HB Mysteries: 2nd Edition
by Molly Gleydura and Audra Keresztesy
Have you ever walked through the halls of Hathaway Brown School and felt like you were in a museum more than in a school? Awards, photos, and memorabilia line the walls of the school and display the legacy of so many women who have come before us since the school began. Most of these things are self-explanatory and obvious as to what they are, but there are a few mysteries. Some things you see every day might leave you with questions that we are here to answer.
Painting of Nancy Caraboolad, Her Center, and Her Pots
The Nancy Caraboolad Hayes Center for the Arts was created in 2001. This center was named after the HB alum that graduated in the 1970s. A painting of her can be found on the bottom floor of the atrium in between the middle school music room and the black box theater. Nancy had always loved the arts, so her parents decided to honor her life by donating money to create a beautiful space to continue educating other generations. Nancy died after a battle with cancer, but before her death she continued her pursuit in the arts- the pottery that surrounds the painting was crafted by Nancy herself. This center includes the Middle School art room, the Black Box Theater, the scene shop, the Prime art room, and the Upper School choral room. Clearly this space is well loved and to quote middle school music teacher, Deb Southard, “I knew this space would be comfortable and beautiful but I had no idea how it would impact my teaching! Now I can make my teaching worthy of this spectacular space and worthy of the fresh, young artists who enter it.” (Tradition and Transformation: A History of Educating Girls at Hathaway Brown School, 1876-2006).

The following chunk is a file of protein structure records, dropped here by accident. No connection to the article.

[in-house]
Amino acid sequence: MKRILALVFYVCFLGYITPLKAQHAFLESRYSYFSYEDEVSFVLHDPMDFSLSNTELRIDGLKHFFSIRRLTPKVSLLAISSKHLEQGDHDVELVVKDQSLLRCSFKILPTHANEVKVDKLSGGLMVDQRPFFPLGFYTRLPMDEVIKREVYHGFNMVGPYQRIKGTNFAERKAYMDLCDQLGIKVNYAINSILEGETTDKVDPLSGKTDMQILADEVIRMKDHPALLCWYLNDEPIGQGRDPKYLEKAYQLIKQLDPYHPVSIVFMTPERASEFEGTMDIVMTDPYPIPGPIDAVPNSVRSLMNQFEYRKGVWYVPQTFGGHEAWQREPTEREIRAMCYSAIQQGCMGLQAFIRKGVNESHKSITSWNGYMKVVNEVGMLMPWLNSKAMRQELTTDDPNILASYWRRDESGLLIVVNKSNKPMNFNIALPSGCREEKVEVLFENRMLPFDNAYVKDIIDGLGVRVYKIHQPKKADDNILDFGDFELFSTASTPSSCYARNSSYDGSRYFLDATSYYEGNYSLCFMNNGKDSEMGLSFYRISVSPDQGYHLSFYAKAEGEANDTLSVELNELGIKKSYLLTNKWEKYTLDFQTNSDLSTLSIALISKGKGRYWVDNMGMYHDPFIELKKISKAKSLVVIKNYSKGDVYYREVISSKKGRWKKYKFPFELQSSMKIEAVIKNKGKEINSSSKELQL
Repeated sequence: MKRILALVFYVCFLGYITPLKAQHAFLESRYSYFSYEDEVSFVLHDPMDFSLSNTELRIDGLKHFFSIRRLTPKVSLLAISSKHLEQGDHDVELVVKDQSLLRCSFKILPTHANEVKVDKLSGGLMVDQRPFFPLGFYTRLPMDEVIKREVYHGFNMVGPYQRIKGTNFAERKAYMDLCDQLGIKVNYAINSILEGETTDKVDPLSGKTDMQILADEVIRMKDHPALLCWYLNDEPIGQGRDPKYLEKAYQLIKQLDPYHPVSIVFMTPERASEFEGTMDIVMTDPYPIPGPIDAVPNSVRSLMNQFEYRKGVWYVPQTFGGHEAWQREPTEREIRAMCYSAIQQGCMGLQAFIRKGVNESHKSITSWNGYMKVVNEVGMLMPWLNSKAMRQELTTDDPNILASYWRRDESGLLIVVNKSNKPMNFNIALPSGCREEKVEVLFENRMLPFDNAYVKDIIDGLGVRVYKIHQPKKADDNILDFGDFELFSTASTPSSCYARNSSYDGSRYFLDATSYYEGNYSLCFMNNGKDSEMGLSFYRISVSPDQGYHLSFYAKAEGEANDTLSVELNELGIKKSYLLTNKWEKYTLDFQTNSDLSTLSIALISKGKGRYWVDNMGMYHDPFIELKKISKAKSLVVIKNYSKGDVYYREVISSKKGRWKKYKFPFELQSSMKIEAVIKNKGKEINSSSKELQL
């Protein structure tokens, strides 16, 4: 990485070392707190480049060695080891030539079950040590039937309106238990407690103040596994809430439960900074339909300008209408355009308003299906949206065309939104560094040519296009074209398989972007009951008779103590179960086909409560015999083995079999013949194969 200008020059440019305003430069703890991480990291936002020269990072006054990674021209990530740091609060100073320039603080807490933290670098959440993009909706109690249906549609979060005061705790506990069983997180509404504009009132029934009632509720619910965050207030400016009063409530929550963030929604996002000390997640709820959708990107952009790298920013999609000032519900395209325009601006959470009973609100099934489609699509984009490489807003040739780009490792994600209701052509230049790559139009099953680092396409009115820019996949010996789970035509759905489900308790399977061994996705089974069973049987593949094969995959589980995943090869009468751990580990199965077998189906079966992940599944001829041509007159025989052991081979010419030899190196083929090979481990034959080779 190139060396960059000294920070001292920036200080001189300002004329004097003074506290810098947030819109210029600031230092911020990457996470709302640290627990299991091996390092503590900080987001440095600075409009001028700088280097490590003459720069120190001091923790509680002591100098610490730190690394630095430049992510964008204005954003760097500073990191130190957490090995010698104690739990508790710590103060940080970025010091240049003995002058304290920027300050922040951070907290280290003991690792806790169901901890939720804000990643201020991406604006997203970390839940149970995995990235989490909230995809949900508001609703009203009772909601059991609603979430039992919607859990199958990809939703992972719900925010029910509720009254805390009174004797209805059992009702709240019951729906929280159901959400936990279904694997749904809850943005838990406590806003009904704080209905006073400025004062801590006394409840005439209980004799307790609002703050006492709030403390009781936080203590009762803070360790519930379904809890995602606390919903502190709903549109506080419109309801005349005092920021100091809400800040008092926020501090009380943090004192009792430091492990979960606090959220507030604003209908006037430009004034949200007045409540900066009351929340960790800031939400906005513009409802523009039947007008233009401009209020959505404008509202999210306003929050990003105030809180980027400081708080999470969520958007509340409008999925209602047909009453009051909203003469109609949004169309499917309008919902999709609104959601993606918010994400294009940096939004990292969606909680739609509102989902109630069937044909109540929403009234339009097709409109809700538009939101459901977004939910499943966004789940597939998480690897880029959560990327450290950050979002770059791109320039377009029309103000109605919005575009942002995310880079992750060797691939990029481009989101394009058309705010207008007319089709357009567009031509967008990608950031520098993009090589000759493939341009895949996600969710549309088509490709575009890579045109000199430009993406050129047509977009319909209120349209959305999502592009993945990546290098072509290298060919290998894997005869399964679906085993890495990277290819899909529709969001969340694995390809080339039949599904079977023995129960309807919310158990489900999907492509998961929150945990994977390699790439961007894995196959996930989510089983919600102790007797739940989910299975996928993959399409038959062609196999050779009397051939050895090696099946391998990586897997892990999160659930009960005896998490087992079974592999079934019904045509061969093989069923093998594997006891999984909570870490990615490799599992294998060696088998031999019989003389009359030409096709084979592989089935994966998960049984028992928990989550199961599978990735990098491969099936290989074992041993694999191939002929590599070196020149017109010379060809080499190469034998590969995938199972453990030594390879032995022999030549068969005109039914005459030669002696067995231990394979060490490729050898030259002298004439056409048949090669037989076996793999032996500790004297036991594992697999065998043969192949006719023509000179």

The fountain in the back of the school was a gift to Hathaway Brown in honor of beloved Latin teacher, Miss Grace Waymouth, who taught at HB for 30 years. The fountain was installed in 1931 and was given by Mary Otis Brooks and her daughter, Ann Otis Duell. The fountain can be a difficult image to figure out from a distance. The fountain depicts two cranes, one with a frog caught in its beak. The frog is where the water pours out. Unfortunately, we can’t have the fountain filled all the time, but when it is running, it makes the campus look even more beautiful. Some times that you might see the fountain in action are Alumnae Weekend in the spring, the 4th Grade celebration, and Commencement at the beginning of the summer.